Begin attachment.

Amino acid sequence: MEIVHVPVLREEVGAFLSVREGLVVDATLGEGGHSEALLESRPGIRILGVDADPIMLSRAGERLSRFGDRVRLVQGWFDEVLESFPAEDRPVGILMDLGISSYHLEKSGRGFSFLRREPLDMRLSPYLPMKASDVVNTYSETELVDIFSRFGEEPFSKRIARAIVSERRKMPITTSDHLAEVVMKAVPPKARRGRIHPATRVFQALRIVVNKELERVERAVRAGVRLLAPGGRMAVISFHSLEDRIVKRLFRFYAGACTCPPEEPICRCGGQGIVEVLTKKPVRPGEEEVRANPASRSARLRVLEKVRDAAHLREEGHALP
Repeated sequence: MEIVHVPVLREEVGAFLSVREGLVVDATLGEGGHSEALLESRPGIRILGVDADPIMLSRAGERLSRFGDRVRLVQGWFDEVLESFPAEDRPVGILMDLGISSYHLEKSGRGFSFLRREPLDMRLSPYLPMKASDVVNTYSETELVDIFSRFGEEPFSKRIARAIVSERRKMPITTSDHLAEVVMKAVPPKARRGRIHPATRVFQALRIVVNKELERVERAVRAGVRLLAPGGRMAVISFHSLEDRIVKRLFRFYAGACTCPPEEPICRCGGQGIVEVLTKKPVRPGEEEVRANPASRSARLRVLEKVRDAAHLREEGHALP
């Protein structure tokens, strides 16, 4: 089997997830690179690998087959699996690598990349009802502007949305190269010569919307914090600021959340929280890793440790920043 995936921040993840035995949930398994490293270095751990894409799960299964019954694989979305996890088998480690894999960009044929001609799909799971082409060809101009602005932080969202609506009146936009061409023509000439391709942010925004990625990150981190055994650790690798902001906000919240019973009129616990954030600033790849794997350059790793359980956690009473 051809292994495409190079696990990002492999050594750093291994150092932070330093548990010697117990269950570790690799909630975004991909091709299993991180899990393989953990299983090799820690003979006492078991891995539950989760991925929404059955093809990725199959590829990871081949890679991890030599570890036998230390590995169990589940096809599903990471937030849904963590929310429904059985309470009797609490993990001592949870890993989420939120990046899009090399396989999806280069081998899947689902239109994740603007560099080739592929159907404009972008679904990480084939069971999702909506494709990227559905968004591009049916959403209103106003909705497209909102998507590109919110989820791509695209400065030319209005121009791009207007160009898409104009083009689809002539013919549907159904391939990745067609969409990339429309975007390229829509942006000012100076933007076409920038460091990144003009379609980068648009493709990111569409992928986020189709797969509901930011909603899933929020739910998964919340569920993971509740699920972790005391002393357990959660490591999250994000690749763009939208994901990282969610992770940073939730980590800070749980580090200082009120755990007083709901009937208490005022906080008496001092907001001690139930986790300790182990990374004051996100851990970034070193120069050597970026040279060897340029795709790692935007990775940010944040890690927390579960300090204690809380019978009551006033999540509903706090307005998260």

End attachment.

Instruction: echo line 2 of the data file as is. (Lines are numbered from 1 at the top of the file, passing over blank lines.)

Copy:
Repeated sequence: MEIVHVPVLREEVGAFLSVREGLVVDATLGEGGHSEALLESRPGIRILGVDADPIMLSRAGERLSRFGDRVRLVQGWFDEVLESFPAEDRPVGILMDLGISSYHLEKSGRGFSFLRREPLDMRLSPYLPMKASDVVNTYSETELVDIFSRFGEEPFSKRIARAIVSERRKMPITTSDHLAEVVMKAVPPKARRGRIHPATRVFQALRIVVNKELERVERAVRAGVRLLAPGGRMAVISFHSLEDRIVKRLFRFYAGACTCPPEEPICRCGGQGIVEVLTKKPVRPGEEEVRANPASRSARLRVLEKVRDAAHLREEGHALP